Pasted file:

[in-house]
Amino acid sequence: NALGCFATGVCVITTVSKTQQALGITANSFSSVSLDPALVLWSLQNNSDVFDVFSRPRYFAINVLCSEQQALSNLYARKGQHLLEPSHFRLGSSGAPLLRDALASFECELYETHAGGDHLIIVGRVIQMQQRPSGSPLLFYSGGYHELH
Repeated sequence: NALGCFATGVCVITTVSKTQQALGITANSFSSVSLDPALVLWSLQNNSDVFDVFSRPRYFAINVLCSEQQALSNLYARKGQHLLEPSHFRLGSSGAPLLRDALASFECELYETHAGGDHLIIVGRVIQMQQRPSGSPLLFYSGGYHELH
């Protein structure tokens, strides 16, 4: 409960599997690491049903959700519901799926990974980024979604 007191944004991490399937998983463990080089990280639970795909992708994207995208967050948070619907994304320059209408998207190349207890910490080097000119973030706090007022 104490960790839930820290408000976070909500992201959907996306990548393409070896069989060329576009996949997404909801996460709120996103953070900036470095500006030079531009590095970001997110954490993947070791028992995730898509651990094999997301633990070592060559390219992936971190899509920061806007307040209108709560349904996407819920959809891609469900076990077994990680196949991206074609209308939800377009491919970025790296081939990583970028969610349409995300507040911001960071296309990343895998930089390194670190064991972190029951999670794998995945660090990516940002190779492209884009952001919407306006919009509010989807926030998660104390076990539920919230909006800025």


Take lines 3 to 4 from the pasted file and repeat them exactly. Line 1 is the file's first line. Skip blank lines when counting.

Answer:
Repeated sequence: NALGCFATGVCVITTVSKTQQALGITANSFSSVSLDPALVLWSLQNNSDVFDVFSRPRYFAINVLCSEQQALSNLYARKGQHLLEPSHFRLGSSGAPLLRDALASFECELYETHAGGDHLIIVGRVIQMQQRPSGSPLLFYSGGYHELH
């Protein structure tokens, strides 16, 4: 409960599997690491049903959700519901799926990974980024979604 007191944004991490399937998983463990080089990280639970795909992708994207995208967050948070619907994304320059209408998207190349207890910490080097000119973030706090007022 104490960790839930820290408000976070909500992201959907996306990548393409070896069989060329576009996949997404909801996460709120996103953070900036470095500006030079531009590095970001997110954490993947070791028992995730898509651990094999997301633990070592060559390219992936971190899509920061806007307040209108709560349904996407819920959809891609469900076990077994990680196949991206074609209308939800377009491919970025790296081939990583970028969610349409995300507040911001960071296309990343895998930089390194670190064991972190029951999670794998995945660090990516940002190779492209884009952001919407306006919009509010989807926030998660104390076990539920919230909006800025």